01-Mar-1985 Uncategorized

touring the boards


One of the great joys of my life is to
visit as often as I can with some very
special friends. These nice people let
me use their equipment, borrow
their programs, use their files, and
tie up their phone lines. Must really
be lifelong friends, you must be
thinking. Well friends they are but
not lifelong. Further, I’ve never met
a single one of these dear friends.

Well, if you haven’t figured out
what these ravings are leading to,
I’ll tell you: these friends are your
friends, too. They are the Systems
Operators ("Sysops," for short) of
the various TI-related bulletin
boards across the country. This
article will hopefully entice more of
you to visit with these "friends of the
TI" and enjoy their handiwork. It is
a brief guided tour of the various
systems and a few tips on their use.

Believe it or not, I know of five
completely different bulletin board
systems that run on TI computers.
They are as follows:

  1. TIBBS (tm Ralph Fowler)
  2. TI-BBS (written and sold through
    the Chicago Users Group)

  3. CALTEX (copyrighted and sold
    by CALTEX SOFTWARE, San Jose,

  4. TI-COMM (written, predominantly, by John Clulow, public-domain)
  5. Various one-of-a-kind systems.
    I’m aware of two unique systems.
    One, written by Mark Hagedorn and
    run by Sysop Gary Blydenburgh
    called the 99BBS SYSTEM (617-6645988) has a download section which
    requires the user to run a special
    download program from Extended
    BASIC to obtain programs (the program listing is free and online for
    downloading as a text file). Another
    entirely different system is run in
    Houston, Texas, by a Sysop named
    "Captain Kirk." The BBS is called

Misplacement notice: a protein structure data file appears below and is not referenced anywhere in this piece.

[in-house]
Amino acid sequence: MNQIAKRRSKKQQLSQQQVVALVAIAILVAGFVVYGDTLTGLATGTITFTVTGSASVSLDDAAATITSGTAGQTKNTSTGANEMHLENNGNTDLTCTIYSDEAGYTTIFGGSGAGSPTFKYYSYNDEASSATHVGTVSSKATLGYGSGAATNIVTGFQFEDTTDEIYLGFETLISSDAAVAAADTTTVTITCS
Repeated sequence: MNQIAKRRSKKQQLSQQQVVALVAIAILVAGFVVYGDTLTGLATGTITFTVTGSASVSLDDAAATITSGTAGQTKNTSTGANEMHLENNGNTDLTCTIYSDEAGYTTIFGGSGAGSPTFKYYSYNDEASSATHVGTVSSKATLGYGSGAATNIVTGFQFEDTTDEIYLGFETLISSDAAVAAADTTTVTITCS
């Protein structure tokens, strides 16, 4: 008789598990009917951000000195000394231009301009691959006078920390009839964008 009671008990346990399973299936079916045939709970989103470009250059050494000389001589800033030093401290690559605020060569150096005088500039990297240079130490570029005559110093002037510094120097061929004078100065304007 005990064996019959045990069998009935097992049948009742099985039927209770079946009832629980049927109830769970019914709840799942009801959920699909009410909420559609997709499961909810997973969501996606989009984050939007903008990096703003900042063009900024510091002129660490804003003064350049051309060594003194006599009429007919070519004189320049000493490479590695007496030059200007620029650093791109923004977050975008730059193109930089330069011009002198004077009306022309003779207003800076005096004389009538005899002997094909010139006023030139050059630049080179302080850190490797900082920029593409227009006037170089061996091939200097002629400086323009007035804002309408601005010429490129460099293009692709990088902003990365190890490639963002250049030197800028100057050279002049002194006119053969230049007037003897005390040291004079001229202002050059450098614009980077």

(what else?) the USS Enterprise
    (713-466-0701). To say the least, an
    unusual system!

I would like to touch on each system briefly and perhaps give you an
idea of some of the ins-and-outs of
these systems.

First, and most prevalent, are the
TIBBS systems. This system was
written by Ralph Fowler of Kennesaw, Georgia. It is the most well-known of all the boards for the TI. It
most recently has been released in a
new version which now sports true
TEII program transfers (portions of
this written by Randy Jones of
Raleigh, North Carolina). I have
seen these transfers available on the
Raleigh TIBBS (Sysop Amnon Nissan, 919-851-8460. Wichita TIBBS
(Sysop Jerry McCluskey, 316-6813167, and, of course, the TIBBS
"flagship" station in Atlanta (Sysop
Ralph Fowler, 404-425-5254. The
transfers work fine but are just as
slow as they were on The SOURCE –
20 seconds per sector (i.e. 10 minutes
for a 30-sector program). Also, I
have a unique problem with the TEII
downloads. I have a multi-user phone
system. It seems that these
transfers are very sensitive to being
"errored out" by any clicks, beeps
or rings on a phone line. I suspect
that "call waiting&quo; will do the same.
Raleigh has the largest download
selection and is regularly updated;
Wichita has some Pascal programs
among others; the Atlanta TIBBS